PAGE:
The basic occupancy data, namely peak demand, will largely determine the overall size of office spaces as companies continue their hybrid working journey, but deeper analytics will be required to shape the hybrid physical office into its optimum form. People will still come in and work at desks, some people more than others, so enough desks must be provided based on the occupancy analytics data. Due to the dynamic nature of hybrid work we will need flexible seating, most likely an advanced version of hot-desking with booking systems to avoid over-capacity as well as integration with the cleaning staff for virus mitigation efforts.
Occupancy analytics can also provide insight on what tasks employees engage in while at the office, and what they prefer to do remotely. A company may find that their workers only come into the office for meetings, leading them to create more meeting spaces. Based on the unique data from each building, some companies may decide to make their offices more collaborative with social spaces and water-cooler-moment enhancing design. At the most office-based end of the spectrum, companies will be trimming wasted space to save cost, at the most remote end of the spectrum physical offices could be designed just for occasional large events to maintain company culture.
Given the level of detail required to truly optimize hybrid work models, large buildings today will only really know how to manage their hybrid working models with occupancy analytics data – anything else would now be considered guesswork. However, while hybrid evolution may be the driving factor, building owners and managers who adopt occupancy analytics will find an array of new applications at their disposal. The benefits of occupancy analytics is as broad as the smart buildings themselves; it provides a layer of data intelligence on all systems to support health, safety, security, efficiency, and productivity. Occupancy analytics also opens up a whole new world of occupant-experience focused applications.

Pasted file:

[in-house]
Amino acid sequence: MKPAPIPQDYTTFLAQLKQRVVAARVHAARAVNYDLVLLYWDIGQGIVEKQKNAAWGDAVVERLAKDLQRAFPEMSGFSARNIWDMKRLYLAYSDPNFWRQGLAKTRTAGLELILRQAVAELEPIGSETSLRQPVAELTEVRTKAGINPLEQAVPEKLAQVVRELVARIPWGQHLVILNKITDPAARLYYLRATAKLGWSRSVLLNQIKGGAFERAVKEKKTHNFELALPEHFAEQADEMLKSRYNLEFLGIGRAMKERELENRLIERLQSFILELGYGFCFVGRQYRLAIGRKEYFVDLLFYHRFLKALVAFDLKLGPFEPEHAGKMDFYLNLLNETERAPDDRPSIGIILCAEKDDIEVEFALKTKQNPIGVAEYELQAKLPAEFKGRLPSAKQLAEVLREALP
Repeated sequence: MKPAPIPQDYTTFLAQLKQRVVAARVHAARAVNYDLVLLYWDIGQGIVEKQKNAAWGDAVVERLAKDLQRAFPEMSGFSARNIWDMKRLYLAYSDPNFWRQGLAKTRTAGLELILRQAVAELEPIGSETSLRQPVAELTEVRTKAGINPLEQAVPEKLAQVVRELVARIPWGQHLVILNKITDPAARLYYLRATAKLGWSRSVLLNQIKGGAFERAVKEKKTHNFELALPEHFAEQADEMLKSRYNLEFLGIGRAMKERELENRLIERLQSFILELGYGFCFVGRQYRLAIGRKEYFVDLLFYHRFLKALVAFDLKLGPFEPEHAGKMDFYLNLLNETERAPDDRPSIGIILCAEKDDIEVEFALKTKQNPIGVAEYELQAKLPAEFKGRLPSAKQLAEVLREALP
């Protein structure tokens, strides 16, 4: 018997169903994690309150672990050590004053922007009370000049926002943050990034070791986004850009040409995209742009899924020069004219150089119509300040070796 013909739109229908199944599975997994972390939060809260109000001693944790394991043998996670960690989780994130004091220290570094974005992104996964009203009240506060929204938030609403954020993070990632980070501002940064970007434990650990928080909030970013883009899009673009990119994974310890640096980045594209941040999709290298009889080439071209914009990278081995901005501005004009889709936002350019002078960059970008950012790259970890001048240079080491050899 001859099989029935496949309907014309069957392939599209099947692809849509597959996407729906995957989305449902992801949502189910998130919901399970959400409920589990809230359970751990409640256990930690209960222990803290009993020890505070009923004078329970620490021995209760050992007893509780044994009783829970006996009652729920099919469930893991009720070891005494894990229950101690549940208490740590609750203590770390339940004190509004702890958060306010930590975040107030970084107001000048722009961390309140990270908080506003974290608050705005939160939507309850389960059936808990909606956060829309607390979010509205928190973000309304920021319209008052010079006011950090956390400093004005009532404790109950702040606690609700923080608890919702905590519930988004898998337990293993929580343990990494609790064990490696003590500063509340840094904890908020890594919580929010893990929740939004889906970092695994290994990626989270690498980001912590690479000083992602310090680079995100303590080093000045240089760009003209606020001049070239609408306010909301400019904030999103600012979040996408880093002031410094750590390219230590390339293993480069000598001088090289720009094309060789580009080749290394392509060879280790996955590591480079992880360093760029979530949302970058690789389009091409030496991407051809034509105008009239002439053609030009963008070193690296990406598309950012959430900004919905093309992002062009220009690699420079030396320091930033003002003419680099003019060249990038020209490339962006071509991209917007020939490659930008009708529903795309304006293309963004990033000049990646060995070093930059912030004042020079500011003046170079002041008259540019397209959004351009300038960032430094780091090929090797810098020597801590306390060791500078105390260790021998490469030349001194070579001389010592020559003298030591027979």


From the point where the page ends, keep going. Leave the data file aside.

“Workplace experience apps are fast becoming a key software tool in future-proof commercial real estate. In the Post-COVID era, with many occupiers exploring options for downsizing or moving to hybrid working, a growing number of landlords are eager to tap into the opportunity for a more digitized workplace experience,” reads our Q2 2021 report on the Global Market for Workplace Experience Apps. “Now is the time for all stakeholders engaged in commercial real estate to understand this nascent, rapidly evolving market which has accelerated in the last two years, driven by new ways of working necessitated by the COVID-19 pandemic.”
Workplace experience apps provide the central portal for employees to book desks, meeting rooms, and parking spaces, schedule co-working hours with teammates, arrange social events, or just see who will be in the office this week. From the employer and building management perspective, workplace experience apps provide the data required to understand the ever-changing role of the physical office and to optimize its performance. In the hybrid work world, the physical office is the embodiment of the human-centric trends that dominated pre-pandemic workplace development – a place that constantly adapts to the needs of a hyper-flexible workforce.